Seat Belts

Belted Driver

Seat belts are the oldest form of occupant protection, with Volvo patenting the first rudimentary seat belt in 1889. However, it wasn't until 1968 that the federal government required seat belts to be installed in all new passenger cars.

Seat belt use rates have steadily increased over time. In 1994, the overall observed seat belt use rate was 58 percent. By 2016, belt use has reached 90%. Yet nearly half of all passenger vehicles occupants who are killed in crashes are unbuckled. In 2015, 48 percent of those killed were not restrained.1

GHSA Policy

Click here to view GHSA's Policy and Priorities on Occupant Protection.

Click It or Ticket

Click It or TicketClick It or Ticket is a national program to boost seat belt use and reduce highway fatalities through stepped up enforcement of seat belt laws, augmented by national and state media campaigns. It takes place each year around Memorial Day. Recent campaigns have focused on nighttime seat belt use because fewer people buckle up at night.

GHSA's State Highway Safety Office (SHSO) members provide funding for increased enforcement and work with law enforcement agencies and other partners to spread the word about the importance of seat belt use.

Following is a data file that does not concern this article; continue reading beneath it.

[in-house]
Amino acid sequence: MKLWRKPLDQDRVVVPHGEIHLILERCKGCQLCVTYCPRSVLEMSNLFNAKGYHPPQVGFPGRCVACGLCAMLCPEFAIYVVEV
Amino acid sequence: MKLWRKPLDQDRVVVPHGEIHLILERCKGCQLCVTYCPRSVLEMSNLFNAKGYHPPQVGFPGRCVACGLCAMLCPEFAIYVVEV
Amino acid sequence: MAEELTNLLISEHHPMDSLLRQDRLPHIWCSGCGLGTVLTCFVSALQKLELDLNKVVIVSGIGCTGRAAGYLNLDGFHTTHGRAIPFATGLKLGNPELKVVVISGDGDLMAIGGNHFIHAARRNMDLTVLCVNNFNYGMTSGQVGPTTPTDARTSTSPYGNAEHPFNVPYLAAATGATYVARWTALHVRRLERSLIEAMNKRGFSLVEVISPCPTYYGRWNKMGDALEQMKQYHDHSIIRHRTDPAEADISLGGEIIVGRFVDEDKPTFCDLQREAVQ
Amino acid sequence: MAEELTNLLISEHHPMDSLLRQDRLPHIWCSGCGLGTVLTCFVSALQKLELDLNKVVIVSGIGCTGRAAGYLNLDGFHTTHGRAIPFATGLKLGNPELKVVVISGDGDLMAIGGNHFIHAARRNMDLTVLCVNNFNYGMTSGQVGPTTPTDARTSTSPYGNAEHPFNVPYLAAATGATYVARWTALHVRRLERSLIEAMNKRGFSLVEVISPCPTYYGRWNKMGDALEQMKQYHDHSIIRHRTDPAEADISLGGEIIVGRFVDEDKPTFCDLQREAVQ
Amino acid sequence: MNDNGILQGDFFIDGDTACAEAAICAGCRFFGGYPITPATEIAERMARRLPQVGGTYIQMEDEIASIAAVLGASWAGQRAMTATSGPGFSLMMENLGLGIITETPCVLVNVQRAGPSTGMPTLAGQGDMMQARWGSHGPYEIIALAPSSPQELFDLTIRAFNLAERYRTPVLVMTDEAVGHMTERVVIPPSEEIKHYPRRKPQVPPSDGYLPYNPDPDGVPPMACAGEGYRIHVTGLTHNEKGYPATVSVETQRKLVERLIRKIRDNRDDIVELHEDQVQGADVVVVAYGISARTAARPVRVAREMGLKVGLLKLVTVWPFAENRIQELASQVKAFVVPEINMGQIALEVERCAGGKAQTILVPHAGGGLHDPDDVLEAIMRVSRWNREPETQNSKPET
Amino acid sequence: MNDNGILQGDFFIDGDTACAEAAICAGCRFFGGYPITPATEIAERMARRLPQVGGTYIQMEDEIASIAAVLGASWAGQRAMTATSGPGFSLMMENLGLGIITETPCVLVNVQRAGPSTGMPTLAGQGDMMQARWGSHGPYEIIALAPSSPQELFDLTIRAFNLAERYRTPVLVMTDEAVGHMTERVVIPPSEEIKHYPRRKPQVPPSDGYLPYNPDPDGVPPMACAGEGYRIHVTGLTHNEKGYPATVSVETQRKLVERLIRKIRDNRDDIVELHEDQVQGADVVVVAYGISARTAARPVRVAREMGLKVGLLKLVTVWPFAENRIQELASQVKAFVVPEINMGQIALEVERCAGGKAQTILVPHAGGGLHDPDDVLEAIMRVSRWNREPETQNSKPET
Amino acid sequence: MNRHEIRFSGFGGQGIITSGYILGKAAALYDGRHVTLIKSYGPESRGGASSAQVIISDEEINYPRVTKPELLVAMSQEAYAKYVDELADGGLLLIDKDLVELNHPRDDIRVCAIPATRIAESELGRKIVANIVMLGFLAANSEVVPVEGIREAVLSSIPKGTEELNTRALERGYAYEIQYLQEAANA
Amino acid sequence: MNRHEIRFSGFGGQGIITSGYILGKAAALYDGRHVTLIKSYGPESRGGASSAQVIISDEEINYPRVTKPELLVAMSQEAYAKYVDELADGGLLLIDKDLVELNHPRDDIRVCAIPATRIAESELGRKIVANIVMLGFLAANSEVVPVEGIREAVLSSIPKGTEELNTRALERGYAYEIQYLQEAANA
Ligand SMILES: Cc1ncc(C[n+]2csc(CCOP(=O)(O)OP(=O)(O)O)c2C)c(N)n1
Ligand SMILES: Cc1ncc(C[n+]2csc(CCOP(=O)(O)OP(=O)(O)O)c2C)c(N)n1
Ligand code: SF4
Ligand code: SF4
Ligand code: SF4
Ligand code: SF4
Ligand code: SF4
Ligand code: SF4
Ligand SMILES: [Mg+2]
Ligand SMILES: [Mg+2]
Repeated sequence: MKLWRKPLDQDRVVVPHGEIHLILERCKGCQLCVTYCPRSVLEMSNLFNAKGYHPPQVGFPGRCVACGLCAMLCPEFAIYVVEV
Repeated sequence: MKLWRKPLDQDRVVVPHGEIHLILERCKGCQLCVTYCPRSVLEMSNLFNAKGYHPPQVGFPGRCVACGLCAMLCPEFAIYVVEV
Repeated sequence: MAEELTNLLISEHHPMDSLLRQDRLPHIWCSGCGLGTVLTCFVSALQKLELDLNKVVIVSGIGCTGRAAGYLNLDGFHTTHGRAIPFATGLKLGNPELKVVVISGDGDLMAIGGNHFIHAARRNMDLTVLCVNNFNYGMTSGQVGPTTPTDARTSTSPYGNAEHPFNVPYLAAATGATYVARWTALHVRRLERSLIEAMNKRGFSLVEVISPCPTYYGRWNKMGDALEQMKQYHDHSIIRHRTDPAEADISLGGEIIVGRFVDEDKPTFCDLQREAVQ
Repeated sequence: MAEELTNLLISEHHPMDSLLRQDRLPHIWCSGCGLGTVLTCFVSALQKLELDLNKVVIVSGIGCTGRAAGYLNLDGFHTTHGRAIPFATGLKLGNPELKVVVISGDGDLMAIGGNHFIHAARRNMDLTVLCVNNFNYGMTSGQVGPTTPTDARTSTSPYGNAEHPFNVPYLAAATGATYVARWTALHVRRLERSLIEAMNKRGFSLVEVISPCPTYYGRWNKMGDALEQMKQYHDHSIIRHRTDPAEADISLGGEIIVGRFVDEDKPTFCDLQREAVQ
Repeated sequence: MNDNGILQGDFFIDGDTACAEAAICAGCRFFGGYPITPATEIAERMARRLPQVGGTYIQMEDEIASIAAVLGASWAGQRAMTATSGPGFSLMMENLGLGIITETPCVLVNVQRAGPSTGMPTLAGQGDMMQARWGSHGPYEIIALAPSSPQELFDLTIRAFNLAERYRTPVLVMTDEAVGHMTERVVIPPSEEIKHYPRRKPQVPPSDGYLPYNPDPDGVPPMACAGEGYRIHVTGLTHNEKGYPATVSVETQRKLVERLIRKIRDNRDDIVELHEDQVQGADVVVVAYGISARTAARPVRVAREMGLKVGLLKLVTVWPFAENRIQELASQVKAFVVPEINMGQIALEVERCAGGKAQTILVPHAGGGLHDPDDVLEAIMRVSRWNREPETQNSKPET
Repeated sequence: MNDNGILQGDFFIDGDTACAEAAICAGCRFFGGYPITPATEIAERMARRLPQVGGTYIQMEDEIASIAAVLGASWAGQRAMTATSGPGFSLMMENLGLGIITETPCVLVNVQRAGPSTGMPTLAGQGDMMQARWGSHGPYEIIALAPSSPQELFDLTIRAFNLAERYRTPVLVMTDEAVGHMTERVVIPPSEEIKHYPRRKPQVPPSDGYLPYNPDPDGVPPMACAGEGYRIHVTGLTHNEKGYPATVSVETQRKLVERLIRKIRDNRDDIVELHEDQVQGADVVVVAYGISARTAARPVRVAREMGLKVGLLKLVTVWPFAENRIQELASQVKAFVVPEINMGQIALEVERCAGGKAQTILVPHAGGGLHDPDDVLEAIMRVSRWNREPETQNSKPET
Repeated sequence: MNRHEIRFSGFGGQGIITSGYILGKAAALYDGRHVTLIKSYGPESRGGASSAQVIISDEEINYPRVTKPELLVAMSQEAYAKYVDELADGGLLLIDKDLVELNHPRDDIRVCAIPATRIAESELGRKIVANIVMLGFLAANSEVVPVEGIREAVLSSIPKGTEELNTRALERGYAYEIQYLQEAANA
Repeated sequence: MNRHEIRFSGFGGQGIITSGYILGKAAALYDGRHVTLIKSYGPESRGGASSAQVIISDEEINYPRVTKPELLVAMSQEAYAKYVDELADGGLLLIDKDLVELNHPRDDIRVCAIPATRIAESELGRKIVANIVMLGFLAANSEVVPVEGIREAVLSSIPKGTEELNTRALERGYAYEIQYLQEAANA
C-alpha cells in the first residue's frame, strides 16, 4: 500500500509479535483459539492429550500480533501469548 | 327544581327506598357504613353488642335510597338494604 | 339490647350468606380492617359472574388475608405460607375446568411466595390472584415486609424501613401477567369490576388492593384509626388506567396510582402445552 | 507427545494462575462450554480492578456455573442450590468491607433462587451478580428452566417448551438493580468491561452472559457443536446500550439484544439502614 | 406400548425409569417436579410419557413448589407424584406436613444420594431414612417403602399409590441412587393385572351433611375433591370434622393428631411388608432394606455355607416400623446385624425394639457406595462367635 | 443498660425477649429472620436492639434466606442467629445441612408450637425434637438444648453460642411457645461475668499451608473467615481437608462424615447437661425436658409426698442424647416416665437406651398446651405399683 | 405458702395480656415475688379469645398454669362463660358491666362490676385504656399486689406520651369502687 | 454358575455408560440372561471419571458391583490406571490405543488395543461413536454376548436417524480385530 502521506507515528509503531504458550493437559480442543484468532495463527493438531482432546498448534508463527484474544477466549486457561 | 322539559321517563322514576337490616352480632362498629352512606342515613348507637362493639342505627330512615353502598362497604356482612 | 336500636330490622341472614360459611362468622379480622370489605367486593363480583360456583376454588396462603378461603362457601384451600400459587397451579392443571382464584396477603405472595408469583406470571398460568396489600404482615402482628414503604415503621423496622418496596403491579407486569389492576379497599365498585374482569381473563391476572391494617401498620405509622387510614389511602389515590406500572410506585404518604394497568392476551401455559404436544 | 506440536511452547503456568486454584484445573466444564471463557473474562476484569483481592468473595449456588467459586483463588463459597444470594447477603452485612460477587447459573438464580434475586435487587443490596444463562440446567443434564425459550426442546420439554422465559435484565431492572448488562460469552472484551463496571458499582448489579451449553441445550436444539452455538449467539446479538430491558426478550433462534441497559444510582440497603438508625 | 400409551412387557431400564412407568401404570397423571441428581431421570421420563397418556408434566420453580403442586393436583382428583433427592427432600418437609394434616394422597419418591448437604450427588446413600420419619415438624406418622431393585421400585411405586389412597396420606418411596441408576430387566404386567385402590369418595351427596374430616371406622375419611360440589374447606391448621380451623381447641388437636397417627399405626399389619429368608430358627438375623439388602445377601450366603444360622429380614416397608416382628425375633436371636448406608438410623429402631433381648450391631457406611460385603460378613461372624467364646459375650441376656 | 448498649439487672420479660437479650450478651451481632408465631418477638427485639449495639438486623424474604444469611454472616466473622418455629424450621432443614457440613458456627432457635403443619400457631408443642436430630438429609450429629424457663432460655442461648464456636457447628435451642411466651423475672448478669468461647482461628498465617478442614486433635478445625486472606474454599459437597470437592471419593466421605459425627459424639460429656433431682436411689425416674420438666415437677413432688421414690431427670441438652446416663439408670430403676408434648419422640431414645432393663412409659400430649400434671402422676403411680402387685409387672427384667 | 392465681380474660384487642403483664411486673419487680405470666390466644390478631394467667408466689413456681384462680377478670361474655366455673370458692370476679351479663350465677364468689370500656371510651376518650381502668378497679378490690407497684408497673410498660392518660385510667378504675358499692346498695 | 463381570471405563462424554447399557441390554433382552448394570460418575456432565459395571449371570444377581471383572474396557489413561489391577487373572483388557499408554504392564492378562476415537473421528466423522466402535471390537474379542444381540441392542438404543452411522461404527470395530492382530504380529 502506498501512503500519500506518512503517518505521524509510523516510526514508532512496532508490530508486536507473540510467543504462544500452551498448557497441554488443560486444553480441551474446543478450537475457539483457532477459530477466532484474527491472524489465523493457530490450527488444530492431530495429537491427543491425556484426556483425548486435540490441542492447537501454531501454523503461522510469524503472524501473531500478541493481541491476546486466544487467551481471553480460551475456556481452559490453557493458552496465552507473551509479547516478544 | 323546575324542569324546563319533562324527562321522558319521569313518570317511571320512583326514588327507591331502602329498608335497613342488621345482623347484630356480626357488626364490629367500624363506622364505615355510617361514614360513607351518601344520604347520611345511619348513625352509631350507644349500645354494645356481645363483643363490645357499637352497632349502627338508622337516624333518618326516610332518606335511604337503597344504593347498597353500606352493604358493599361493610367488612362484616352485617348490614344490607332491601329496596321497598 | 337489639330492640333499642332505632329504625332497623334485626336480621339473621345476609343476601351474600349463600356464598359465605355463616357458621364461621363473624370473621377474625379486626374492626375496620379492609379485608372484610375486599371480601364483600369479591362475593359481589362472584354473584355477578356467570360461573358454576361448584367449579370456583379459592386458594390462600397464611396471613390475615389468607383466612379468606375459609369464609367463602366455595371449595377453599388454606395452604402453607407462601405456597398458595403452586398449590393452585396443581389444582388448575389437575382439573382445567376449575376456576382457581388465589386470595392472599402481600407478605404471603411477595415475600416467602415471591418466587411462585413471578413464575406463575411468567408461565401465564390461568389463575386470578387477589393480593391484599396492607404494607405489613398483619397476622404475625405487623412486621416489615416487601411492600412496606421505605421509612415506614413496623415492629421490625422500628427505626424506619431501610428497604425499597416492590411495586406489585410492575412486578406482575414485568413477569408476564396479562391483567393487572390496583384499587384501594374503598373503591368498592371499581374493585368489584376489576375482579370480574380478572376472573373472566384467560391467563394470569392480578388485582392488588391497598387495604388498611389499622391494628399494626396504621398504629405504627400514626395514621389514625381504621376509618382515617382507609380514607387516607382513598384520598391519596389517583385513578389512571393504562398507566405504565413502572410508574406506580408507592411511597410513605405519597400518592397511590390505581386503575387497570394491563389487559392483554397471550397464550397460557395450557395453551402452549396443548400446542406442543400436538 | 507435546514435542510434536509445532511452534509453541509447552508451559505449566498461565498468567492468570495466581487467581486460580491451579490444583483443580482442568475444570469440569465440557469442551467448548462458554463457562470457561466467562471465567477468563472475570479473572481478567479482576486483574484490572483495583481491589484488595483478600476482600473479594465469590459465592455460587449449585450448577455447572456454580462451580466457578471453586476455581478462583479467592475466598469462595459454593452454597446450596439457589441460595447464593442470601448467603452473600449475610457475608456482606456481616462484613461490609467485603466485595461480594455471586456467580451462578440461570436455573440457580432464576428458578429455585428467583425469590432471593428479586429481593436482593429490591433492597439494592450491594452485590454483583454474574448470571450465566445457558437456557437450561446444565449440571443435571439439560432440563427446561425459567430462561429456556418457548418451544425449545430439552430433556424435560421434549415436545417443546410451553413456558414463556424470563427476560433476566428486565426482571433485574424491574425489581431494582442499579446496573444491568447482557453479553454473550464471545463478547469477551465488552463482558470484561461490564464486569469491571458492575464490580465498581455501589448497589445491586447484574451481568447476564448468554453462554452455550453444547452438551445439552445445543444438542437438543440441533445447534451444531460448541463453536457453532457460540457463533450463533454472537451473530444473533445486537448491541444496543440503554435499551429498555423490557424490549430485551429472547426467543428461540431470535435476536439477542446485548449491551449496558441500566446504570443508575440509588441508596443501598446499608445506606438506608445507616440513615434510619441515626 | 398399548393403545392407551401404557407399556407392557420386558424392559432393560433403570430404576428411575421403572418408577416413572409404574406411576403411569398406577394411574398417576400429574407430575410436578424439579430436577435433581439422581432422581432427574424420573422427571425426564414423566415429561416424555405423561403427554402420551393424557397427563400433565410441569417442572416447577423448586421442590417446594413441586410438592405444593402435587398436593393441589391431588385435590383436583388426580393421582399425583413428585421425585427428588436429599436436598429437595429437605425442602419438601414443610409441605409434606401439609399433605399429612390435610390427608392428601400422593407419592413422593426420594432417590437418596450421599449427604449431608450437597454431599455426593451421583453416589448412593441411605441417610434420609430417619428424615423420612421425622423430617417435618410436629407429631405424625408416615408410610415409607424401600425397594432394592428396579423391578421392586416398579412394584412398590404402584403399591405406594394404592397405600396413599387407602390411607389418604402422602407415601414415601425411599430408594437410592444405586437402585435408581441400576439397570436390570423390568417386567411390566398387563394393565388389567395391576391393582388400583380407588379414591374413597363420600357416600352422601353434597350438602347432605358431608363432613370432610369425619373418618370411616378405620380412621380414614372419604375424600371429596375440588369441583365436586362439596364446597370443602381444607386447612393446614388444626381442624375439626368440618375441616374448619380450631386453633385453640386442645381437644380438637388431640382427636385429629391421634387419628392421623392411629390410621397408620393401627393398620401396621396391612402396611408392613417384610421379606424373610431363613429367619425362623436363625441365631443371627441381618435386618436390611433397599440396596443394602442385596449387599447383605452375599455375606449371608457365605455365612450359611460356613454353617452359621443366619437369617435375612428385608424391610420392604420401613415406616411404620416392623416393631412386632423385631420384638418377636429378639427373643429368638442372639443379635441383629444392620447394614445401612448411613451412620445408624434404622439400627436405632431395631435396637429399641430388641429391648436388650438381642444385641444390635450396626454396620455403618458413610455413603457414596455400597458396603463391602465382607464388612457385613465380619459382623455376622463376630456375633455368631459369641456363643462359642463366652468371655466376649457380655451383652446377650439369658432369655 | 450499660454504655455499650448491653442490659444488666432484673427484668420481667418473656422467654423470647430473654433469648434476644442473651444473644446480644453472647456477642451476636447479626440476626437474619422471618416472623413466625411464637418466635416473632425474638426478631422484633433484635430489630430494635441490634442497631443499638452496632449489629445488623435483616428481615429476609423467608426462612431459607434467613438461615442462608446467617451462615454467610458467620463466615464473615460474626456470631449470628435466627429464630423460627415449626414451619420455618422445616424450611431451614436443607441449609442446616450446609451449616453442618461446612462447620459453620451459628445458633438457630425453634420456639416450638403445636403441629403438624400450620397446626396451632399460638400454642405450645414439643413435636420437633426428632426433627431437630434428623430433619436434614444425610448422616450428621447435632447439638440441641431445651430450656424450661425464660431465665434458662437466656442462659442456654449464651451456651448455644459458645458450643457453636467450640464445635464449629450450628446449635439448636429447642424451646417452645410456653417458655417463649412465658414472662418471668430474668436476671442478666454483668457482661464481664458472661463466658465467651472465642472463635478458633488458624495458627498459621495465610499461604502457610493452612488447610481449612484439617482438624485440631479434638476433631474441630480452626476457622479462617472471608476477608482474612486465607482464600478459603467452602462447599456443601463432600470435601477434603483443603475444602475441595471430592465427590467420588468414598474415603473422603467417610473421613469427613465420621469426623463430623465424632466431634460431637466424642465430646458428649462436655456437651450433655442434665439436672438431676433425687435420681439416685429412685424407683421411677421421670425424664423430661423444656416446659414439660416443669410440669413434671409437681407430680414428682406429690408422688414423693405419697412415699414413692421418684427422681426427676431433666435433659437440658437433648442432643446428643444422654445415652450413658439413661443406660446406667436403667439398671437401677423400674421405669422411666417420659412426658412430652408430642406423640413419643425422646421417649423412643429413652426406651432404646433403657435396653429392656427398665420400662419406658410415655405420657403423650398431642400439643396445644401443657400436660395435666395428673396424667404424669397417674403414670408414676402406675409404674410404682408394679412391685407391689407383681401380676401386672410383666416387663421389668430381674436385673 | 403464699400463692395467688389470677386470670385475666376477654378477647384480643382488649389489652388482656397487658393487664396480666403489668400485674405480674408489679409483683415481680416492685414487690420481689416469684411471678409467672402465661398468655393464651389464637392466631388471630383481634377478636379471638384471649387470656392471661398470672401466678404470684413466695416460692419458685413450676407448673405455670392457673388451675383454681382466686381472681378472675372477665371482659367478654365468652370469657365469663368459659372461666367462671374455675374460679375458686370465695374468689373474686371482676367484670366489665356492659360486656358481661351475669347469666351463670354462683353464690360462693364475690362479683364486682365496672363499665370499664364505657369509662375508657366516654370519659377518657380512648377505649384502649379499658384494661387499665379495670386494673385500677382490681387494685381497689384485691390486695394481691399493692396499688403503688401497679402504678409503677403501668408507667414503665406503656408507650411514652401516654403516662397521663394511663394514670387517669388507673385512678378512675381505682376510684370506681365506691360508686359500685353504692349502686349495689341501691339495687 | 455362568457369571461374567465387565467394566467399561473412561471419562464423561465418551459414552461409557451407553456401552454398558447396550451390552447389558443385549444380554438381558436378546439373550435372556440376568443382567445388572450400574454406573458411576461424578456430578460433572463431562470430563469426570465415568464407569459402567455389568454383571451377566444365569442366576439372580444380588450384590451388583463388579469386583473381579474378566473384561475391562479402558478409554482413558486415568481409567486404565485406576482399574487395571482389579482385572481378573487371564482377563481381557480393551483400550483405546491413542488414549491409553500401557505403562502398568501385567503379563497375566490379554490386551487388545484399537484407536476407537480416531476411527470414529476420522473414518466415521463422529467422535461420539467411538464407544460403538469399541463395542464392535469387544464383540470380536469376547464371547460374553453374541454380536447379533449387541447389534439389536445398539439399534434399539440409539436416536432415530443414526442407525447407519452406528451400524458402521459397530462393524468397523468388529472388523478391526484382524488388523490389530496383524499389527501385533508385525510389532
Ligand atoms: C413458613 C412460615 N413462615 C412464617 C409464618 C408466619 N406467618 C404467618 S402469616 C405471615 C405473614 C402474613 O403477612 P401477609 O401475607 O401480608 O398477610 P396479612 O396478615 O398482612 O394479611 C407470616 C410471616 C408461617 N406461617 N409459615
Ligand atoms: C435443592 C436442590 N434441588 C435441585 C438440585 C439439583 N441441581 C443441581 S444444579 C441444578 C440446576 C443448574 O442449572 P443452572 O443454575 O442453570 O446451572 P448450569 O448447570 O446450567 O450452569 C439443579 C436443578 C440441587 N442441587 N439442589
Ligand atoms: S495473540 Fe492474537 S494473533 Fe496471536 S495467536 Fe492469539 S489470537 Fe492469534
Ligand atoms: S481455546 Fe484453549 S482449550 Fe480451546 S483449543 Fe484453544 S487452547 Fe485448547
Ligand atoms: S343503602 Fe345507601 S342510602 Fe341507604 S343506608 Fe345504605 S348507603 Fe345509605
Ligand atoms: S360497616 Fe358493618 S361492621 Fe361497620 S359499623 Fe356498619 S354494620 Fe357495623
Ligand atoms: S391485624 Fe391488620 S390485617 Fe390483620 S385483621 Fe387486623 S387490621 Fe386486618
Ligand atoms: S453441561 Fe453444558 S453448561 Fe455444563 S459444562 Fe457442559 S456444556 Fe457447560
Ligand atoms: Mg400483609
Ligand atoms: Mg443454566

1 National Center for Statistics and Analysis. (2016, August). 2015 Motor Vehicle Crashes: Overview (Traffic Safety Facts Crash•Stats. Report No. DOT HS 812 318). Washington, DC: National Highway Traffic Safety Administration. https://crashstats.nhtsa.dot.gov/Api/Public/ViewPublication/812318

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Laws

Seat belt laws are divided into two categories: primary and secondary. Primary seat belt laws allow law enforcement officers to ticket a driver or passenger for not wearing a seat belt, without any other traffic offense taking place. Secondary seat belt laws state that law enforcement officers may issue a ticket for not wearing a seat belt only when there is another citable traffic infraction.

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